When it comes to setting your freelance rates, getting the balance right is key. You’ll want to make sure you’re being paid enough for your time and expertise, while remaining competitive in your industry. 

To gauge how much other freelancers charge for your services, research average rates for your specific skill set and services. Make sure you factor in your geography location too, as how much you can charge may vary depending on where you live. Similarly, you should factor your level of experience into your rates - after all, your hard work and dedication should be rewarded. The more experience you gain, the more you can justify higher rates to reap the rewards of your hard work.

Other considerations include your monthly expenses and taxes. Put together a list of your monthly expenses, as well as the costs you incur as a freelancer such as fees for software. You’ll want to make sure you can cover your monthly expenses and enjoy life too! 

It’s important to remember that as a freelancer, your taxes aren’t automatically deducted from your salary each month. Instead, you’re responsible for reporting your income and ensuring you pay the right amount of tax. If you’re registered as a sole trader, for example, you’ll need to submit an annual Self Assessment tax return on your earnings. It’s important to factor this amount in when deciding how much to charge potential clients. 

4. Finding and retaining clients 

Deciding to start a freelance business is one thing, but finding potential clients is a whole other ball game. Building strong client relationships is key to a thriving freelance business and maintaining a stable income. 

Here are some tips to find and retain clients for the long haul.

  • Networking: Make the most of networking events and participate in communities and online forums in your industry. Networking allows you to build relationships with potential clients, as well as other freelancers you can learn from.

  • Online platforms: There are numerous platforms out there to advertise your services, such as Upwork and Fiverr. Take the time to optimise your profile, to showcase your skills and expertise.

  • Your portfolio and website: Make sure your website and portfolio is up to date and showcases your passion and skills. Also consider optimising your website for SEO by including keywords related to your industry, so potential clients can find you when searching online. 

  • Social media: Shout about your freelance business across your social media platforms and showcase your hard work to potential clients. Be sure to engage with relevant hashtags to increase your visibility.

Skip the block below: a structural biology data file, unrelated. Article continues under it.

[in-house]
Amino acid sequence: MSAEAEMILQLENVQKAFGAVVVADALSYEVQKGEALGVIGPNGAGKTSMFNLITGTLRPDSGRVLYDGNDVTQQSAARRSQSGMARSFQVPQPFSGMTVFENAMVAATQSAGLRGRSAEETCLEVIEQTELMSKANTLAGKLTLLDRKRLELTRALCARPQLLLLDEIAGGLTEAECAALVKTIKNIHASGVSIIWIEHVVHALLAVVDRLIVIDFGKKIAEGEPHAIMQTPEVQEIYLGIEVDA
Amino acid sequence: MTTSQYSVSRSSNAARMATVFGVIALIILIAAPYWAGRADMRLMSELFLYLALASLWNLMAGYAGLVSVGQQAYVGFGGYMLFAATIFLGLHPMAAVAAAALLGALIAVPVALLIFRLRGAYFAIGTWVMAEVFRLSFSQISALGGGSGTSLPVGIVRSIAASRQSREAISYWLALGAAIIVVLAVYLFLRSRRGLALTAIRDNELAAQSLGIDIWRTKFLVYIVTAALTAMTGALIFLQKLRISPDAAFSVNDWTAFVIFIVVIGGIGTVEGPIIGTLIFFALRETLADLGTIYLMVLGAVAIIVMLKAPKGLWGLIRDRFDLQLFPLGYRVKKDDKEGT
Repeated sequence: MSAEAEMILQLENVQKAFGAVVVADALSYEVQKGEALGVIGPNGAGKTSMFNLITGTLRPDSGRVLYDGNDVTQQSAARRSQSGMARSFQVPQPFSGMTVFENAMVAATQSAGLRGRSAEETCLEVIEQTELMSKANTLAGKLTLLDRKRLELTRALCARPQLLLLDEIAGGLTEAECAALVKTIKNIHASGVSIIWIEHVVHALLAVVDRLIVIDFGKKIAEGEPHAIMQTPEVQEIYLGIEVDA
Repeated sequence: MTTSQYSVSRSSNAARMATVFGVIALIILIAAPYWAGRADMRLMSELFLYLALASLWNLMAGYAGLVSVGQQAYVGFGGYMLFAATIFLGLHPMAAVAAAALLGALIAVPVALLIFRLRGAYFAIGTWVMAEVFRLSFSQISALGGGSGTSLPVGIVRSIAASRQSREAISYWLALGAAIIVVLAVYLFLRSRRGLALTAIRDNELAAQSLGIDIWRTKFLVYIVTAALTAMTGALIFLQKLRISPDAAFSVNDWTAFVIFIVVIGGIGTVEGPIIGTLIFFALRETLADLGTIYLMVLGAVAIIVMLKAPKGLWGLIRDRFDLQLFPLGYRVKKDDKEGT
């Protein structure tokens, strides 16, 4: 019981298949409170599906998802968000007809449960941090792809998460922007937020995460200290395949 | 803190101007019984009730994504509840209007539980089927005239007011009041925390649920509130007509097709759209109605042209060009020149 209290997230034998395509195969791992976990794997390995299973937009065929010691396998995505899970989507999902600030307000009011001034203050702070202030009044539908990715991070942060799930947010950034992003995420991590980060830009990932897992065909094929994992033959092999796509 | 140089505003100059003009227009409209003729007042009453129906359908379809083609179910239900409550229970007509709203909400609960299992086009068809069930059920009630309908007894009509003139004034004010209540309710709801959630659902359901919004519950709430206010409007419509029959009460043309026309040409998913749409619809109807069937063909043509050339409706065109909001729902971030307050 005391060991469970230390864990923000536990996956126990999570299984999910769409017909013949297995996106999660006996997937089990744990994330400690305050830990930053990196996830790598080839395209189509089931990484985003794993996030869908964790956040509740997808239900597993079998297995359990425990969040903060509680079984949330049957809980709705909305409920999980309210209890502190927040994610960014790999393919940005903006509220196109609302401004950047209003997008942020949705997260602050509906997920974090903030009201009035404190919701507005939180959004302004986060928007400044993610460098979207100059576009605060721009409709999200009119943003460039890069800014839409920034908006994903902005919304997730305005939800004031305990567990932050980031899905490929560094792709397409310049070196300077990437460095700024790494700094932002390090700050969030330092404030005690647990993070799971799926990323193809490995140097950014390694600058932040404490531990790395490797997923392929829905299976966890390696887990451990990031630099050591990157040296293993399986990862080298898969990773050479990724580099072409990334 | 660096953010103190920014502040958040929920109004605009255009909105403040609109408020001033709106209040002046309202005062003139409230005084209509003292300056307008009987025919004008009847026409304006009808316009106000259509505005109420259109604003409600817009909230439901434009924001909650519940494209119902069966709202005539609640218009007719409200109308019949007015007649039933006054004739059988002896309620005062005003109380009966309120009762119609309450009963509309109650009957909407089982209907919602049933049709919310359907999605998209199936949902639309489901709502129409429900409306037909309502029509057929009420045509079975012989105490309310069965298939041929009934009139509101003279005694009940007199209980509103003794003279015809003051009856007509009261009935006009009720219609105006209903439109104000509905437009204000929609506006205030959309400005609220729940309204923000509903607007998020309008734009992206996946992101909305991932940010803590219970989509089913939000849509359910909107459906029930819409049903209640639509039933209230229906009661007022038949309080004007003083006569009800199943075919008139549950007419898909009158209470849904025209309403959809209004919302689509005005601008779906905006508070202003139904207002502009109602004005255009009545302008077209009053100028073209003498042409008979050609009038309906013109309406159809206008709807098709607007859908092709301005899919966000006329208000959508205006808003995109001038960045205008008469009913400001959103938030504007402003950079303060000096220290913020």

When it comes to retaining your clients, quality and consistency are vital. Make sure you’re consistently delivering high-quality work on time, to encourage repeat business and referrals. By consistently meeting deadlines and providing top customer service, you’ll build trust and reliability with your clients, ensuring a steady stream of work and long-term success as a freelancer.

Tips for managing time and workflow

As a freelancer, it can be all too easy to become absorbed in your work and struggle to maintain a healthy work-life balance. Setting yourself boundaries is key to helping you manage your time and increase your productivity. 

Here are some time management techniques you can use to help manage your time and prioritise your tasks as a freelancer:

  • Time blocking: Try to allocate specific amounts of time for different tasks or projects throughout your day. Not only does this hold you accountable to get things done, it also prevents you from trying to juggle several tasks at once, increasing productivity.

  • Set SMART goals: SMART goals are Specific, Measurable, Achievable, Relevant and Time-bound. Breaking larger goals into smaller, more manageable tasks can make them feel achievable and easier to accomplish. This method also helps you to track your progress.

  • Limit distractions: Try to minimise distractions while working by ensuring you work in a dedicated workspace - particularly if you’re working from home. You can try various strategies to help with this, such as turning your phone on flight mode when you’re focusing, turning off notifications and using website blockers to avoid procrastination.

  • Project management software: There are several tools out there to help you manage your workload, such as Asana and Trello. Project management software can help you visualise your workflow, create to-do lists, collaborate with clients and track your time.

Start your freelance business today with SUAZ

We hope our guide has answered any questions you had around how to start freelancing, and left you inspired to take the leap towards entrepreneurship. 

Starting your own business can feel daunting, and with so many hoops to jump through, it’s easy to feel overwhelmed. But it doesn’t need to be that way. Forming your business with SUAZ can eliminate any anxieties you may have, by having a support system to guide you every step of the way.

Freelancing offers a lifestyle you won’t find anywhere else, allowing you to work in a way that serves you, with freedom and passion at your fingertips. So, what are you waiting for? Form your freelance business today and watch the magic happen.